My final word: If you like reality shows such as “Top Chef” (2006-Current), then perhaps you will enjoy “College Hill: Interns”. If you’re not into reality shows, then just keep watching what you like. When it comes to ownership, it’s definitely worth a rental – at best.

This 2-disc set includes all 10 episodes of this series which include:

- "Let the Games Begin" (20:40)
- "Lead the Way, Baby" (20:40)
- "Buttin’ Heads" (20:41)
- "Just Wanna Party" (20:41)
- "Good, Bad & Ugly!" (20:43)
- "Handle Your Business" (20:43)
- "Weakest Link" (20:43)
- "All About the Kiss" (20:44)
- "Not Just Goodbye" (41:16)


Each episode and the extras (except for the preview trailer which is in anamorphic widescreen) is presented in full screen format (1.33:1 ratio). The episodes on each disc do not have chapter selections, but there are chapter stops where the commercial breaks would be. Each disc has a ‘Play All’ option, so you can have a marathon if you chose to. In regards to the picture quality, it’s been a trend with all of the reality shows I’ve had to review. This is my third one, and all three have been released by Paramount Pictures. The picture quality is equal to that of the other two – excellent. There are no signs of any noticeable defects. It is quite possible that this was shot on digital video, as there is no film grain to see here. The same video quality continues over into the extras. The flesh tones really stand out. You can tell whether or not any of the interns are under pressure REAL quick. Each episode has a ‘Previously on...’ and a preview for the next episode (the season finale does not have a next episode preview).


Each episode is accompanied by an English Dolby Digital 2.0 stereo soundtrack. There are no optional subtitles available. The audio is also very well done. Again, Paramount went the extra mile, just like in “Rob & Big: Seasons 1 and 2” (2006, 2007) and in “Keyshia Cole – The Way It Is: The Complete Second Season” (2007). The track could easily be a Dolby 5.1 surround mix. Imagine what it would sound like if Paramount would have decided to put a dts audio track on each episode. Also, the dialogue and music are equally mixed; one does not overshadow the other. The audio quality also carries over into the extras.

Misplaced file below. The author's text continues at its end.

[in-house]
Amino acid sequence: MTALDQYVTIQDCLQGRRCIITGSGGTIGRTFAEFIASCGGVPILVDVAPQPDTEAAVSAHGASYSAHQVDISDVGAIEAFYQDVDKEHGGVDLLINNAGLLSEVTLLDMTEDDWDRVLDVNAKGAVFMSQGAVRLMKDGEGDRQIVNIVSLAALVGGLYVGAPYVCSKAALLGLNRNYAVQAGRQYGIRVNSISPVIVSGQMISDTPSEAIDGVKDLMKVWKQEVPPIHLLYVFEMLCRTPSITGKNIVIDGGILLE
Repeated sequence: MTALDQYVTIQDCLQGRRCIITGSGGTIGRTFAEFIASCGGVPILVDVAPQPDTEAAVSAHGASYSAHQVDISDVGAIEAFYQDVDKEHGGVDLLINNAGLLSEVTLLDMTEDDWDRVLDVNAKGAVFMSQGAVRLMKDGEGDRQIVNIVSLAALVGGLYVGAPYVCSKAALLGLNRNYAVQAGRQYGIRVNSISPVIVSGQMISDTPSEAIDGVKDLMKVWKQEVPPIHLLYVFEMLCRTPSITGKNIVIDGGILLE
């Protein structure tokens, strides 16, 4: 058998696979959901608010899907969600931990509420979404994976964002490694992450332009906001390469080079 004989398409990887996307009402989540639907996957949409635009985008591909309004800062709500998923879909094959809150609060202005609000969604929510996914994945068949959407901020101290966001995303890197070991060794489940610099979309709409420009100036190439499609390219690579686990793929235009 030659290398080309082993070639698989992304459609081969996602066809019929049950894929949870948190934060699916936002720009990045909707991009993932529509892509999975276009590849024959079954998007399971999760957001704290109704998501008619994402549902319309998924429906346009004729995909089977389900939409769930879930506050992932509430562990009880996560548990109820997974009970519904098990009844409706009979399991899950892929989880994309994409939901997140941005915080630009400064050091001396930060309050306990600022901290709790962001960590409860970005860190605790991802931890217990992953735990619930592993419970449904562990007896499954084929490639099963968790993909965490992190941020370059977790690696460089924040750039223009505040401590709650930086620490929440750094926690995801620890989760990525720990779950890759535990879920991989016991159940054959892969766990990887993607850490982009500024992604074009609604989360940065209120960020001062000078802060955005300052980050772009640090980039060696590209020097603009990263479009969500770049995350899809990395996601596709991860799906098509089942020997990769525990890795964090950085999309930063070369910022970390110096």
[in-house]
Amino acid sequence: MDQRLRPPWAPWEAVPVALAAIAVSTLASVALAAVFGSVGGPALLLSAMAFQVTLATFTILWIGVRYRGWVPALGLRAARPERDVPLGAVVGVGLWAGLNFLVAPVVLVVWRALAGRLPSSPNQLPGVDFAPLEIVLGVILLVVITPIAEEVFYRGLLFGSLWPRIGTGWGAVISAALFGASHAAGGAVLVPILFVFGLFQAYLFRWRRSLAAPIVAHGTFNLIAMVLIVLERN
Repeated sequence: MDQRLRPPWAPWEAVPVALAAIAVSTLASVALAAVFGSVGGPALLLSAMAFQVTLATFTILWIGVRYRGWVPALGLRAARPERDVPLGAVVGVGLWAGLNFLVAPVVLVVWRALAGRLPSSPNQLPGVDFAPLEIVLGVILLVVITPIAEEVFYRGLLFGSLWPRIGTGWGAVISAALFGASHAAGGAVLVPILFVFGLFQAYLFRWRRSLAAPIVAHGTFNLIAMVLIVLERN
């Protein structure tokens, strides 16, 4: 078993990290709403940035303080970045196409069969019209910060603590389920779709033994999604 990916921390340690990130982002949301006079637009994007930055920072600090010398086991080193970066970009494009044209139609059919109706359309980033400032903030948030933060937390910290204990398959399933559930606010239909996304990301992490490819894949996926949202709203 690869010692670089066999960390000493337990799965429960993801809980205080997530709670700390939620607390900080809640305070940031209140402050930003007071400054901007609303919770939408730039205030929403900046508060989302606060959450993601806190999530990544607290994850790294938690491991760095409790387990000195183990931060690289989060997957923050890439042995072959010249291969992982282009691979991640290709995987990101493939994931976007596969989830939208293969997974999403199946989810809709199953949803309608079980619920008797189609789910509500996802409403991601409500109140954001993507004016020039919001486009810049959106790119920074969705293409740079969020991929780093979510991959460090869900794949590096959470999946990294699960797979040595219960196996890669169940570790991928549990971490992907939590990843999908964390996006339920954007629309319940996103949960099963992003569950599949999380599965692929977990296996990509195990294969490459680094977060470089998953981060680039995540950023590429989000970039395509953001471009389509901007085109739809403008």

Paramount have included a cast audition reel, a rejects reel, a bonus trailer, and a featurette make up the extras on this 2-disc set. Read further for an explanation into these extras.


The cast audition reel lasts 9 minutes and 3 seconds. Here you will see the members of the cast answering personal questions, which range from dating to personal backgrounds to sex.

The rejects reel lasts 2 minutes and 31 seconds. This pretty much speaks for itself. You can see some of the video audition reels of people who didn’t make it. After watching this reel, it doesn’t take a rocket scientist to imagine why not.

One bonus trailer for “How She Move” (2:21). This trailer is also forced before the Main Menu. Use your chapter skip button to bypass it.


The featurette "A Day with Soulja Boy" lasts 13 minutes and 7 seconds. It starts out with Jenna Nia Bailey as she has the opportunity to intern with rap artist Soulja Boy. You will see interview footage from both Jenna and Soulja Boy. First, she introduces him at a high school. Then, she has to take lunch orders for him and his posse. Jenna has no paper and must remember the whole order. Will she remember it all? Then she has to go and purchase some clothes for him. Oh, and then there’s the personal stuff. Will she survive? Will she make the grade?


The Show: B+ Video: A+ Audio: A+ Extras: C- Overall: A-